Parents and children queue two weeks ago outside the Paediatric Outpatient department at Morriston Hospital in Swansea / Reuters

Doctors say cause of death uncertain ahead of new scheme to offer MMR jabs in schools

A 25-year-old man found dead in a flat in Swansea had measles, health officials have confirmed.

Although further tests were taking place to confirm the cause of death, Dr Marion Lyons, director of health protection at Public Health Wales, said that a diagnosis of measles had been made.

Swansea is at the centre of a growing measles epidemic. If the disease is confirmed as the cause of the man's death, it would be the first confirmed measles fatality in the UK since 2008.

The man, named locally as Gareth Williams, was found dead in a flat on Port Tennant Road on Thursday morning.

"Public Health Wales laboratory tests have today confirmed a diagnosis of measles in a 25-year-old male from Swansea," Dr Lyons said. "The tests confirm only that the deceased man had measles at the time of his death."

She added: "My sympathies are with the family at such a tragic time. Whatever the cause of death, we should not be surprised if, as the outbreak grows, we start to see deaths in Wales."

The Swansea coroner was carrying out further investigations to establish the cause of death yesterday.

More than 800 people have been diagnosed with measles since November. As well as Swansea, cases have also been confirmed in the Neath Port Talbot and Bridgend areas, and elsewhere in mid and west Wales. 77 people have required hospital treatment so far in the outbreak.

MMR jabs are to be offered in schools from this week and Dr Lyons urged parents with unvaccinated children to "make immediate arrangements" for a jab with GPs. However Abertawe Bro Morgannwg health board has described the initial take up of vaccinations in schools as "disappointing".

One in every 1,000 people who contract measles in a developed country will die, health officials say.

"Those not fully vaccinated with two doses of MMR are highly likely to catch measles, which is highly contagious," Dr Lyons said. "We know that there are unprotected people in all age groups but we have particular concerns about the 10 to 18 age group."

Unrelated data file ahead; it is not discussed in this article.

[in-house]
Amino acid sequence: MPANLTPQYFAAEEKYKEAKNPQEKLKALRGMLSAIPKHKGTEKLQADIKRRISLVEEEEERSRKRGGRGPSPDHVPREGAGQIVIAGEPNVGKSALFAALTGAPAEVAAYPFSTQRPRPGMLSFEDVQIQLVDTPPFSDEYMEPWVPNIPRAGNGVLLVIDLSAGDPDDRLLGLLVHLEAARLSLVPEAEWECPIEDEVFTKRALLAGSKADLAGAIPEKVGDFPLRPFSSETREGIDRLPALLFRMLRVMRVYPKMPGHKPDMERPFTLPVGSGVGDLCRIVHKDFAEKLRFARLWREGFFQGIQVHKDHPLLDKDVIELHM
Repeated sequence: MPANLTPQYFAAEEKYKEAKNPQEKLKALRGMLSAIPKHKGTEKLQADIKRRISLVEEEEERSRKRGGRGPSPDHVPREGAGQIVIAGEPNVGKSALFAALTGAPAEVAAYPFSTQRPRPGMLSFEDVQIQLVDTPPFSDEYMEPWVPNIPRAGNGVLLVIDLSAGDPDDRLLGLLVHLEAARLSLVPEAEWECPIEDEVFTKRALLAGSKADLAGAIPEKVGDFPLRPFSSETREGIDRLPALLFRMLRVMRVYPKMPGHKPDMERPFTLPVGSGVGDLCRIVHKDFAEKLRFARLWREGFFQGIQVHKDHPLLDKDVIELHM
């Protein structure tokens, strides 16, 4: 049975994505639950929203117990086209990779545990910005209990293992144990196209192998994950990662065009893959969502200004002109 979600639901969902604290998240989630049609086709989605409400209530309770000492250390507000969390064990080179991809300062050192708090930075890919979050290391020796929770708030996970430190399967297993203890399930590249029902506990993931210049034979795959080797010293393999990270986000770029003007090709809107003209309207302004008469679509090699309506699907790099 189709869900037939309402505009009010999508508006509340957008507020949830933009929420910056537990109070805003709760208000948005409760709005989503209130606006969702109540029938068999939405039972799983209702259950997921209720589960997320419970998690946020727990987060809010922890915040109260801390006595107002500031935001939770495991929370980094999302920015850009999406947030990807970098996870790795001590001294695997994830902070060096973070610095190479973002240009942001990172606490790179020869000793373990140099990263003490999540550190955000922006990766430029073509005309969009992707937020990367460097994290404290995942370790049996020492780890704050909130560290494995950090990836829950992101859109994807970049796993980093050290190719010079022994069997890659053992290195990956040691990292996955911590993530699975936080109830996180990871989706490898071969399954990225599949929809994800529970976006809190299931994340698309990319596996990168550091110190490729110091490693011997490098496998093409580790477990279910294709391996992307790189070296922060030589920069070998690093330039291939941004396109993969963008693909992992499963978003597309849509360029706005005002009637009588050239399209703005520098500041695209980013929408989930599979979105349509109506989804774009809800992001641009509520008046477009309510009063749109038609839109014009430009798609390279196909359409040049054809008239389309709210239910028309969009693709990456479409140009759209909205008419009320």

"The alarming numbers of cases of measles and continuing spread of the disease in Wales illustrates how vital it is for parents to get their children vaccinated," she added.

Last week around 2,500 people received the MMR vaccine at special clinics across South Wales

Drop-in sessions will be held today [Saturday] at the Morriston and Singleton Hospitals in Swansea, the Princess of Wales Hospital in Bridgend and the Neath Port Talbot Hospital, for the third Saturday in a row.

Globally, measles is one of the most common causes of death in children according to the World Health Organisation. Like other childhood diseases it can be more severe if contracted in adulthood. Symptoms of measles include fever, cold-like symptoms, fatigue, conjunctivitis and a distinctive red-brown rash that appears a few days into the illness.

"Anyone who thinks they or their child may have measles should speak to their GP immediately," Dr Lyons said.

To prevent the spread of the illness, Public Health Wales has issued the following advice:

* If your child is unvaccinated make immediate arrangements with your GP for them to receive the MMR jab. This is even more important if your child has had contact with someone with measles.

* If your child is unwell and you suspect it is measles you should contact your GP. Your child should not attend school or nursery for four days after the rash starts.

* Telephone your GP surgery to inform them you or your child has a rash illness before attending, so that arrangements can be made in advance for minimising contact with other vulnerable patients.

* Avoid going to A&E unless you are seriously ill, and if you do attend, telephone ahead to let them know you or your child may have measles.

* Avoid contact with pregnant women, people with weak immune systems and babies who are too young to be vaccinated, as they are more vulnerable to infection and there are very few treatments available to help them if they do catch measles.

* If any family members are pregnant, receiving chemotherapy, or aged under one, it is vital to ensure that all other family members are up to date with their MMR vaccination.

* Maternity wards, midwives and health visitors are being asked to share information with parents to encourage them to check the vaccination status of all children in the family to avoid further household spread amongst vulnerable groups.